Qualitative survey questions seek to collect data that is not easily measured such as beliefs, behaviors, and difficulties. They are commonly used in a conversational setting to observe non-verbal signals that may guide the questions.

  1. Gaining context: Qualitative survey questions are usually open-ended and aim to gather situational information about specific sets of data, often focused on the “why” or “how” logic behind a respondent’s answer.
  2. Unexpected answers: The open-ended nature of qualitative survey questions creates the opportunity to discover solutions that may not have been offered in a conventional quantitative survey. Allowing respondents to express themselves openly may uncover new avenues to investigate further.

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The Best Question Types for Quantitative Survey Data

There are various choices for types of questions that gather numerical (quantitative) survey data, addressing inquiries like “what,” “when,” and “how.” Here are some options, among others:

  • Radio Buttons: Choose this when you want respondents to pick just one option from a list. It’s also available in grid format.
  • Checkboxes: Similar to Radio Buttons, Checkboxes let respondents choose multiple options from a list. It’s also available in grid format.
  • Drop Down Menus: Another way for single-select questions, available in grid format.
  • Drag and Drop: An interactive way for respondents to arrange or organize responses.
  • Likert Scale: An easy method to quickly understand where respondents stand on a rating scale for a specific topic.
  • Slider Scale: Similar to a Likert Scale, but with a sliding scale for respondents to base their input on.
  • Star Ranking: Familiar to those who leave Google reviews, using a one-to-five star system. Respondents rank quality, and it’s presented in a grid format.
  • NPS (Net Promoter Score): Displayed as a ranking of 1 to 10, it helps determine a respondent’s satisfaction with a service or product and their likelihood to recommend it.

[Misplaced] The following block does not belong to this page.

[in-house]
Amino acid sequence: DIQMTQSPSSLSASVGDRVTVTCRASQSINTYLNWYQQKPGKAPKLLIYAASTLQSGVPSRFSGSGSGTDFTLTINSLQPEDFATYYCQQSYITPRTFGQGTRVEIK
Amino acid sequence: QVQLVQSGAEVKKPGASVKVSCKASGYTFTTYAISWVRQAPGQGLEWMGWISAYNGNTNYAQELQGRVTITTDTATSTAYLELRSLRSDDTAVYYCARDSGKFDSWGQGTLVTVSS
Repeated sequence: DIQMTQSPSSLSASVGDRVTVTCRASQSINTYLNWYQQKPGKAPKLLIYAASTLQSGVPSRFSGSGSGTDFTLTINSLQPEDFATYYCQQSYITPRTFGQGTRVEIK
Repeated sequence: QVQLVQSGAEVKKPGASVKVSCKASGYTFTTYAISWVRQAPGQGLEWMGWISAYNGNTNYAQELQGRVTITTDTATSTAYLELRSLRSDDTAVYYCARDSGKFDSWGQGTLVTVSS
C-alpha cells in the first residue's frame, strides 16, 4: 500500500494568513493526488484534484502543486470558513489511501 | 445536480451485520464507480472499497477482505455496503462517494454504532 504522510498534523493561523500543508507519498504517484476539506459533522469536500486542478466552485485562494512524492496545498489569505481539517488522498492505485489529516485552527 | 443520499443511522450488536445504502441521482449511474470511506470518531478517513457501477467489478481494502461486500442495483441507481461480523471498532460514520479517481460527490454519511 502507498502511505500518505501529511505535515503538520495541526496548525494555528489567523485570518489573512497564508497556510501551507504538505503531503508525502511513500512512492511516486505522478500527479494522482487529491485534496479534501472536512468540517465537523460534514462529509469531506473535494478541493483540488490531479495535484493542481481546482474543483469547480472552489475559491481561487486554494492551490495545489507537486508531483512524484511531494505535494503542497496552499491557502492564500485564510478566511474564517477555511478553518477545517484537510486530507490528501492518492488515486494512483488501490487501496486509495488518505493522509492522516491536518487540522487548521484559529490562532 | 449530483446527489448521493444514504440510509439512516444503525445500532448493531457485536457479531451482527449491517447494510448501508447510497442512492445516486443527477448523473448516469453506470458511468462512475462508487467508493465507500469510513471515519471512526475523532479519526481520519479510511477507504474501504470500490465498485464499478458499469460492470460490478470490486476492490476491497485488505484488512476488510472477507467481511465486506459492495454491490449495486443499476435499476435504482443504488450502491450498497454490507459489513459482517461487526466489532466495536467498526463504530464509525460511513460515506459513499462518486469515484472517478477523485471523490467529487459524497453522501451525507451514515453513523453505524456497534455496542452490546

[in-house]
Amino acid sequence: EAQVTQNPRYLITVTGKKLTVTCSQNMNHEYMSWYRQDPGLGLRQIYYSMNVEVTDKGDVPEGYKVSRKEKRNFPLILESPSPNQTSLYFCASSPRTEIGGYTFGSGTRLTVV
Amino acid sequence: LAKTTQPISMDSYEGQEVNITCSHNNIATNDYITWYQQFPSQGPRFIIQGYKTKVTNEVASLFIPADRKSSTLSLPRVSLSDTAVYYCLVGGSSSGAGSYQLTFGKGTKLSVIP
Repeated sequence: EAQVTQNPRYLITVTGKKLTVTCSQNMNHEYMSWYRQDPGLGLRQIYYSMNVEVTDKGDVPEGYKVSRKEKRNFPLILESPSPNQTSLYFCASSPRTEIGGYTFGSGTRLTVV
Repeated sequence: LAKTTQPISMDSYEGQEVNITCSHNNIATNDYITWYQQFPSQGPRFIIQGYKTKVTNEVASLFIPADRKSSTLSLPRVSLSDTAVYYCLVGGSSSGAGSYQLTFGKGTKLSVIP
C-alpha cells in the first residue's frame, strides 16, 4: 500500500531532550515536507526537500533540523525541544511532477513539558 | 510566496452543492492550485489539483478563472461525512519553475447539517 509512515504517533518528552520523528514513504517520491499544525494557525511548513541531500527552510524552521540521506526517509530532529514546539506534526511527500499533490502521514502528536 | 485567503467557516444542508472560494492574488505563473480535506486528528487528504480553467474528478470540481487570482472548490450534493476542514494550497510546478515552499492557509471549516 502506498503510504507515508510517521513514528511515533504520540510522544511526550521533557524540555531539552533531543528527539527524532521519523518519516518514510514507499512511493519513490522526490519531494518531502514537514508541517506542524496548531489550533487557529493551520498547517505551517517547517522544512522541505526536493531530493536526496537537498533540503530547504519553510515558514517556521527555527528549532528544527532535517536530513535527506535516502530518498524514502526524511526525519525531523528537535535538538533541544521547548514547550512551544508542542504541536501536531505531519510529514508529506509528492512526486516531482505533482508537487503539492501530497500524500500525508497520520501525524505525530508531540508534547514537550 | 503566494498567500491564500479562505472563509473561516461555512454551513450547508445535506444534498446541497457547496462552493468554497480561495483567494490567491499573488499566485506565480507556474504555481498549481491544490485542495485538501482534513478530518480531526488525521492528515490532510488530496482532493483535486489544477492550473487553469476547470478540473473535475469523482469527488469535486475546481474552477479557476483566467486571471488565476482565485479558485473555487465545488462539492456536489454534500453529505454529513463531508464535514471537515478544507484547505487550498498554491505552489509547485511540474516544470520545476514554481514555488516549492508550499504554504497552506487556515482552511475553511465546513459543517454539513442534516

• Image Select: A fun way to include visuals in your survey, allowing respondents to choose an answer from a set of pictures.
  • Card Sort: Combining Drag and Drop with Image Select, Card Sort lets respondents categorize cards into groups.

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The Best Question Types for Qualitative Survey Data

The options for survey questions designed to gather qualitative data are somewhat more limited, but there’s still plenty that can be achieved with them. Here are some common templates for qualitative survey questions, such as:

  • Text Box: A brief-answer text space where respondents can write a few words or sentences about their experience. Text Boxes can also be presented in a list format, which is common in contact forms or questions with multiple responses.
  • “Other” Box: This is an extra choice added to multiple-choice radio buttons or text box questions. It gives respondents the chance to select “Other” and share an answer that best fits their situation.
  • Essay Box: Similar to a Text Box, but with more space for respondents to provide detailed answers.
  • Heatmap: This question type enables respondents to click on areas of an image they like or dislike, offering direct qualitative feedback on why they reacted in a particular way.
  • Highlighter: Used to gather feedback on text, the Highlighter question type lets respondents highlight and comment on specific sections. This provides qualitative feedback on what should be retained or modified within the passage.

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Examples of Quantitative Survey Questions

Quantitative survey questions are designed to elicit clear, non-ambiguous answers that can be quantified and compared across a sample of respondents.

Here are 15 examples of quantitative survey questions, grouped by type:

Descriptive Quantitative Survey Questions

  1. How often do you use our product or service?